Brian Smrz will make his directorial debut with the film, which centers on a garbage collector who stages a bank robbery so he can be the hero and stop it in order to impress a girl who works at the bank. When the plan goes awry, he seeks revenge against the double-crossers. Chad and Evan Law penned the screenplay.

Shooting is set to begin next month in Bulgaria.

Richard Salvatore, Johnny Martin and David Ornston are producing. Millennium's Trevor Short and Boaz Davidson are executive producing.

Smrz worked as a second-unit director on such tentpoles as Superman Returns and X-Men before landing the Hero gig.

"I was very impressed by Smrz's creative vision and felt he would bring real style to this project," Martin said.

The Oscar-winning Gooding's most recent credits include Norbit. He next will appear in Ridley Scott's American Gangster opposite Denzel Washington and Russell Crowe. He is repped by CAA, 3 Arts Entertainment and attorneys Jake Bloom and Ralph Brescia. »

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Norbit

9 February 2007 | The Hollywood Reporter - Movie News | See recent The Hollywood Reporter - Movie News news »

Steven Spielberg can rest easy. After going public this week in the New York Times about his concerns over how DreamWorks is coexisting with its corporate parent, Paramount Pictures, DreamWorks' sensationally abysmal "Norbit" goes out with no Paramount logo or credit as the film unspools. The only mention distributor Paramount gets at all is at the very end, when the familiar mountain-peak logo appears in the final frames.

There is doubtless a sizable audience for the lowbrow "Norbit", but there is little on display here for DreamWorks (or anyone else) to brag about. As Eddie Murphy's follow-up to 2006's "Dreamgirls" -- and his current Oscar nomination and newfound critical respect -- this is a return to overly familiar comic form and thus a disappointment to anyone but a Klump.

Producer John Davis (Murphy's "Dr. Dolittle" and "Dr. Dolittle 2") and director Brian Robbins ("The Shaggy Dog") are nothing if not prolific, and it could be argued that moviegoers should be grateful they have not given us yet another remake. Instead, the story concocted by siblings Eddie and Charles Murphy (formerly "Charlie" and best-known as a performer on TV's "Chappelle's Show") and scripted by them along with Jay Scherick & David Ronn, has the star playing just three roles -- not a lot by Eddie's standards.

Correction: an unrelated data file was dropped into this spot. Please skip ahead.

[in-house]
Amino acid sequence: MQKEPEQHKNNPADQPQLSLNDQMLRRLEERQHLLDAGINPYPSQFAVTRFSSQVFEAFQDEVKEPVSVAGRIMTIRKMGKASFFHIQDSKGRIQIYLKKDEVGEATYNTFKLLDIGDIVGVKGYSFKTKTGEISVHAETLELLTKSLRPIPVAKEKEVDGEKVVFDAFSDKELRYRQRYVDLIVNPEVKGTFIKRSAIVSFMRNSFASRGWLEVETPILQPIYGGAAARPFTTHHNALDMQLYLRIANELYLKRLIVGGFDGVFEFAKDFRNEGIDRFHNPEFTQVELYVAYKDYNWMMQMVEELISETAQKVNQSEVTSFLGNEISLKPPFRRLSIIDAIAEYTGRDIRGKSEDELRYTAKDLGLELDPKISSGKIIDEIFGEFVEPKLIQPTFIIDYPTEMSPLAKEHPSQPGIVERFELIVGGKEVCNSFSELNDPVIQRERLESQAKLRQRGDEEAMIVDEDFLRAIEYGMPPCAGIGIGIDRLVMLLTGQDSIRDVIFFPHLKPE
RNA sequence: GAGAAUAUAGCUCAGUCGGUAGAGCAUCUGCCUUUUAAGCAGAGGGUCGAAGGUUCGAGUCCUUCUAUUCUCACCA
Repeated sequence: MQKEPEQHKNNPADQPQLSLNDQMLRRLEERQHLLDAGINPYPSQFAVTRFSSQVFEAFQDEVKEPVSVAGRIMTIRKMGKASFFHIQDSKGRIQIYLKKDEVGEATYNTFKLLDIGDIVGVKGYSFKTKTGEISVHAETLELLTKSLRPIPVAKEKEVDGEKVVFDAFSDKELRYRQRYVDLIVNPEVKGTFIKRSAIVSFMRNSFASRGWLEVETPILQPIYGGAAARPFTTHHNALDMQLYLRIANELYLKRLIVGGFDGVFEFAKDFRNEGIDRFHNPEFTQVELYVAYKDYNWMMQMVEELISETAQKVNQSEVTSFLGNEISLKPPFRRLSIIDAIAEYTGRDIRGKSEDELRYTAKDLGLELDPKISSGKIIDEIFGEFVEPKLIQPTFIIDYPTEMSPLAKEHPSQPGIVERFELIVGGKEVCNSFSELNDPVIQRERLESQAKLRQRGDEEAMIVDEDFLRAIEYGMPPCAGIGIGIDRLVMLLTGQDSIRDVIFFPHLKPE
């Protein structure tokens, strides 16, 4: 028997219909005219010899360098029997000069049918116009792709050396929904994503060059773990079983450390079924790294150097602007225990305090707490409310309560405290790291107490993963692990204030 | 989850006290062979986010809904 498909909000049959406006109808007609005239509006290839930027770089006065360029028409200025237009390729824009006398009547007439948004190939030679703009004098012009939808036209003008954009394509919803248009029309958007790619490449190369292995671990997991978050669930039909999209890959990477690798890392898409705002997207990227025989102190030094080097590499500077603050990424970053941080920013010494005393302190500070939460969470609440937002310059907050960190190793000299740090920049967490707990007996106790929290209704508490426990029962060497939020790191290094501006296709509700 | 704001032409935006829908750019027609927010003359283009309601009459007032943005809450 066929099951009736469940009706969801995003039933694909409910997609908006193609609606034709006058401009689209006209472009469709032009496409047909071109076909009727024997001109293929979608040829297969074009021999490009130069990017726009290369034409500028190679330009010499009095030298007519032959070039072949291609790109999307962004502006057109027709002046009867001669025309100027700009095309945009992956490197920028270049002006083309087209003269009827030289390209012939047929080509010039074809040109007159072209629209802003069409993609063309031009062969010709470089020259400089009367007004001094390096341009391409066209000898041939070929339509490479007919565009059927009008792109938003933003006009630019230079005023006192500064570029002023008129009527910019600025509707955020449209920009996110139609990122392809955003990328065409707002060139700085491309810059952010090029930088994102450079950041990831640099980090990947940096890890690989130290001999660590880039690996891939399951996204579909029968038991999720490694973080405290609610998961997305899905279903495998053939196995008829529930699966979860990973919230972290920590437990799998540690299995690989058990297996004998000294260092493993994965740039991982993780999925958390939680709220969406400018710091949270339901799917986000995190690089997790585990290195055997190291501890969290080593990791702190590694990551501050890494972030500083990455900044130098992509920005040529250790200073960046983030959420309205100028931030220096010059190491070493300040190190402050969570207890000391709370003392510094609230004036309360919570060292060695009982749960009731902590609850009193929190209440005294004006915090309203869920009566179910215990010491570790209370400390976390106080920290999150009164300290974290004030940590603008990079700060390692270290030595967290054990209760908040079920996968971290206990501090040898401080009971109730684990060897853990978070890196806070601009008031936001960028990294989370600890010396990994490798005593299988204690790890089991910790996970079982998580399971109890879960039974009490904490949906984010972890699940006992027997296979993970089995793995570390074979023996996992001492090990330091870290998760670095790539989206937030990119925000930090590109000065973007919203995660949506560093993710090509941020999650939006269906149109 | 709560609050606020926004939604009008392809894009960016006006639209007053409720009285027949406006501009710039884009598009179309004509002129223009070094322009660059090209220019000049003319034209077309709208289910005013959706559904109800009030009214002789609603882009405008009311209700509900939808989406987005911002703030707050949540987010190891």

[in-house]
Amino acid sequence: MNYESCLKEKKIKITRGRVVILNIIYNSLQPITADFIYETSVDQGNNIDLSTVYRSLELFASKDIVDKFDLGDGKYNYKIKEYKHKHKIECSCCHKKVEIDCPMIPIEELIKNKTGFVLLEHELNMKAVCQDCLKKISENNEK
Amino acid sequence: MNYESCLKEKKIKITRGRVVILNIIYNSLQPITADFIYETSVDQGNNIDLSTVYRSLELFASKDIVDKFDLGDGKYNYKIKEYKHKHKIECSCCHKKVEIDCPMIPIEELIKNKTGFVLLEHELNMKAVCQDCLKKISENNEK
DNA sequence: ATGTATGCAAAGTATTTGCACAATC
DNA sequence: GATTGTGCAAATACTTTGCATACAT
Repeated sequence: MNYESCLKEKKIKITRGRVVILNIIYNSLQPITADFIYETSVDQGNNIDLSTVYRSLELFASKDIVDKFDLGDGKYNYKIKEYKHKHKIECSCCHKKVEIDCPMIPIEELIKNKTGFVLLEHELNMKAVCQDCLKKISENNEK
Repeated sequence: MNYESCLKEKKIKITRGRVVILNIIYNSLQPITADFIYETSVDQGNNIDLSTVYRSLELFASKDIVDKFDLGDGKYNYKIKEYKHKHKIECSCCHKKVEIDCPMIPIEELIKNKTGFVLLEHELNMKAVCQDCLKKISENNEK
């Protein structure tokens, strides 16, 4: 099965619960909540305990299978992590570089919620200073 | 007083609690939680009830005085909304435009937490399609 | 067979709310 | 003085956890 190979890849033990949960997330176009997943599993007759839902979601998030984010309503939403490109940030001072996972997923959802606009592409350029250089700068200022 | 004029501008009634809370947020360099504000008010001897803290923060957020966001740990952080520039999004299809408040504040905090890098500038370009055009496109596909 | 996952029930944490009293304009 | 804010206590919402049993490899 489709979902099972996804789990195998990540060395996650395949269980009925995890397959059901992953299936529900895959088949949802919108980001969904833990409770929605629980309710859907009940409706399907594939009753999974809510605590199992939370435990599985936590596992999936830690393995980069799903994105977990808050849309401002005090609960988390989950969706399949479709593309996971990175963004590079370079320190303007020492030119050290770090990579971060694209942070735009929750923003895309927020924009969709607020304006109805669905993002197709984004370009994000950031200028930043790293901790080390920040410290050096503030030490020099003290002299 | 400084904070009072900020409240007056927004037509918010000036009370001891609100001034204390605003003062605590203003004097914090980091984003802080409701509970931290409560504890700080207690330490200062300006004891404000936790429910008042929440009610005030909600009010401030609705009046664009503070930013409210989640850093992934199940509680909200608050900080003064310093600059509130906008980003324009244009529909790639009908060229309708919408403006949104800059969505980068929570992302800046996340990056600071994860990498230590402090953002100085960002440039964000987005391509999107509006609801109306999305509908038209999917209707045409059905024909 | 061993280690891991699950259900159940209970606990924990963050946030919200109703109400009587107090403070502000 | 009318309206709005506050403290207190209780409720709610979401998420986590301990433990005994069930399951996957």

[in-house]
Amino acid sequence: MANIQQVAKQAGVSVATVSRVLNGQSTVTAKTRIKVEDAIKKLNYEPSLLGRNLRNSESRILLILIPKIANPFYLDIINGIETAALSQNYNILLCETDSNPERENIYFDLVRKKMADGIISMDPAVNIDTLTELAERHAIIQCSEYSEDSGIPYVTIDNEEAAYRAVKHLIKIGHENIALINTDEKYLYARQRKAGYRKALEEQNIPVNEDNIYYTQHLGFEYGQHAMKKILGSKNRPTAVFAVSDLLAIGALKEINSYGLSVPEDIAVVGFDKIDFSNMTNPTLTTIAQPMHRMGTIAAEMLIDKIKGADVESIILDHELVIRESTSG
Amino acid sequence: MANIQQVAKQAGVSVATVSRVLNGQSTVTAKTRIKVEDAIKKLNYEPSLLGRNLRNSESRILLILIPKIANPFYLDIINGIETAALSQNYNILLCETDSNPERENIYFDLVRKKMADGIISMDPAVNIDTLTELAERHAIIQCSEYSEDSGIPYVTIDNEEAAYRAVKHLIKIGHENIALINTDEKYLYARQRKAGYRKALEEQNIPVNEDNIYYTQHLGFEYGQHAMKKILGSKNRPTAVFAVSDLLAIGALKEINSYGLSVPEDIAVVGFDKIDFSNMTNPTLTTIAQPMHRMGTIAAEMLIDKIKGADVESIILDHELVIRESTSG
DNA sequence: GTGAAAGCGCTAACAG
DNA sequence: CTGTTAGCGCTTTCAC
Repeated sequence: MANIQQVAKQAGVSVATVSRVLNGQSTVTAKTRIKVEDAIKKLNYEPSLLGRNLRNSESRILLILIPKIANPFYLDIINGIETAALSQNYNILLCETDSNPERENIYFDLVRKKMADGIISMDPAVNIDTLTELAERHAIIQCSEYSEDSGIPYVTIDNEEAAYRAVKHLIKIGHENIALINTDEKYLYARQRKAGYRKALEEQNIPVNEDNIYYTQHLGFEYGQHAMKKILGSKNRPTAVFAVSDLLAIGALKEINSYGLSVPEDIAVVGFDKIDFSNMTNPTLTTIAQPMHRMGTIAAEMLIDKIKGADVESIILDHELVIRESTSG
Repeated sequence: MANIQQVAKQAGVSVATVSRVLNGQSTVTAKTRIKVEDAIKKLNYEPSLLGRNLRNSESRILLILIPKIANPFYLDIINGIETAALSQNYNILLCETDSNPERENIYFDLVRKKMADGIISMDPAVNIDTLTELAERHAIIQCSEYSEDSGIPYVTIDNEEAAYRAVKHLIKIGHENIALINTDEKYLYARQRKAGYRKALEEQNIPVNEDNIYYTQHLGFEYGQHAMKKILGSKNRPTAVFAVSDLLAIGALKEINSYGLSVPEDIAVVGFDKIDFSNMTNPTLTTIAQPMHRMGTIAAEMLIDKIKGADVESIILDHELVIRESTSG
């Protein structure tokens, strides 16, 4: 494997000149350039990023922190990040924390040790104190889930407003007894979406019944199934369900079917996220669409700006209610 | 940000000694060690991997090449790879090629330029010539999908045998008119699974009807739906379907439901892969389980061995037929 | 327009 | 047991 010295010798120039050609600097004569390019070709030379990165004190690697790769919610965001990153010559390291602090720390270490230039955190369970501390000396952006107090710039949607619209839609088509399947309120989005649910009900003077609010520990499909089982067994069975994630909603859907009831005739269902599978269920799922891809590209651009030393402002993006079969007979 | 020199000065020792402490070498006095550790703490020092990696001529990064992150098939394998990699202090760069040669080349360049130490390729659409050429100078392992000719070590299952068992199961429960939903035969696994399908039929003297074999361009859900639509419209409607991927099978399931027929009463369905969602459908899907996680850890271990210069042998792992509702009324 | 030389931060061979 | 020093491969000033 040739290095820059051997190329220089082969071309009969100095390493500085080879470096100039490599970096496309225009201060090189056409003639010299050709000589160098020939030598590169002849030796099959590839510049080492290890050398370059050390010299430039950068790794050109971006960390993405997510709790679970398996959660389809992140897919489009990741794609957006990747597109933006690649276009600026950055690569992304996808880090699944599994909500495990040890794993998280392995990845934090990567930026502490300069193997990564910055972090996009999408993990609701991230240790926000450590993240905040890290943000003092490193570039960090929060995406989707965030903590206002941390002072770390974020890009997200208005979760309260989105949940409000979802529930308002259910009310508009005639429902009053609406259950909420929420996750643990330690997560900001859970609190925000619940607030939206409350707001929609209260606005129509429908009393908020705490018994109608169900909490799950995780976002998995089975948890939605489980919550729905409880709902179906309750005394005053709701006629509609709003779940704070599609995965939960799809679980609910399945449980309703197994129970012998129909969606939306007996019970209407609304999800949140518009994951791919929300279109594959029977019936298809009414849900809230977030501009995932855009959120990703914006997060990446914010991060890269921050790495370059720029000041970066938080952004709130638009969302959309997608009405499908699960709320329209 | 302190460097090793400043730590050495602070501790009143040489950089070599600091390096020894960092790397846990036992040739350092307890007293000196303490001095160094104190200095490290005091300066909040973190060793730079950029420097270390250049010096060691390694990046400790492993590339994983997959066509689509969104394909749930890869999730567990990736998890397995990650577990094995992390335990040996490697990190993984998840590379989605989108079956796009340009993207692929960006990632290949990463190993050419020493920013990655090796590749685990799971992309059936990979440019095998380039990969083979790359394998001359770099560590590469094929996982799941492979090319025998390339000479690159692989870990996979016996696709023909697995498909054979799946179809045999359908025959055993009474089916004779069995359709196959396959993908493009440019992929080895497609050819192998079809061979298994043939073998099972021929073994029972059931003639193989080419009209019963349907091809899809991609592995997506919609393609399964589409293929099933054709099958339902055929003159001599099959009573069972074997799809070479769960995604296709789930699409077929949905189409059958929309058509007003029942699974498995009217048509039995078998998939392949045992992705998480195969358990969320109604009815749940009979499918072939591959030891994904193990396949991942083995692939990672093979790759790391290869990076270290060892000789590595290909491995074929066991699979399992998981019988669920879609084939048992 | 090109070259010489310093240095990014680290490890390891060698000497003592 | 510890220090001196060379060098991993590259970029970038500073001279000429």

The story opens in 1968 with an infant Norbit being abandoned outside an orphanage in rural Boiling Springs, Tenn. The Golden Wonton is owned and managed by Mr. Wong (Murphy), and it is there that young, timid Norbit and young, sweet Kate meet and become close friends. After Kate is adopted, Norbit's life turns into hell when a big, bossy girl named Rasputia takes an interest in him.

By 1985, the young adult Norbit and the plus-size Rasputia (both Murphy) are getting married and setting up house in their hometown. Norbit is employed by Rasputia's family business, Latimore Sand & Gravel, which is run by her gigantic thug brothers Big Jack (Terry Crews), Earl (Clifton Powell) and Blue (Lester "Rasta" Speight). When Kate (Thandie Newton) unexpectedly returns to town after years in Atlanta, she has blossomed into a beauty.

Kate has big dreams for the orphanage, but her conniving fiance, Deion (Cuba Gooding Jr.), is soon concocting underhanded deals with the Latimore brothers. Meanwhile, Rasputia hooks up with her smarmy dance instructor, Buster (Marlon Wayans), for some extramarital private lessons in the bedroom. Acting almost as a twisted Greek chorus are a pair of sly ex-pimps, Pope Sweet Jesus (Eddie Griffin) and Lord Have Mercy (Katt Williams), who run the local rib joint and help out our hero every so often. Their nonstop patter, though inane, is about the best thing on display here, and most welcome.

Rasputia's ever-changing fashions, courtesy of costumer Molly Maginnis, are humorously inappropriate and dead-on, and six-time Academy Award winner Rick Baker has managed to age this she-beast so realistically it's a bit frightening. Eddie Murphy, predictably, has a field day playing "her," but then he could do this kind of thing in his sleep.

"Norbit" is racially insensitive, politically incorrect and beyond crude (and what Newton was thinking is hard to fathom), and the production values are so innocuous that two studio backlots have never looked less real. Is it not reasonable to wonder why a new Murphy comedy seems hardly different than any number of the talented star's releases from a decade ago?

NORBIT

Paramount Pictures

DreamWorks Pictures presents a John Davis production

Credits:

Director: Brian Robbins

Story by: Eddie Murphy & Charles Murphy

Screenplay by: Eddie Murphy & Charles Murphy and Jay Scherick & David Ronn

Producers: John Davis, Eddie Murphy

Executive producers: Mike Tollin, Brian Robbins, David Householter

Director of photography: J. Clark Mathis

Production designer: Clay A. Griffith

Editor: Ned Bastille

Costume designer: Molly Maginnis

Music: David Newman

Special makeup effects: Rick Baker

Cast:

Norbit/Rasputia/Mr. Wong: Eddie Murphy

Kate: Thandie Newton

Deion: Cuba Gooding Jr.

Pope Sweet Jesus: Eddie Griffin

Big Jack: Terry Crews

Earl: Clifton Powell

Blue: Lester "Rasta" Speight

Lord Have Mercy: Katt Williams

Buster: Marlon Wayans

Floyd the Dog: Charlie Murphy

Running time -- 102 minutes

MPAA rating: PG-13

»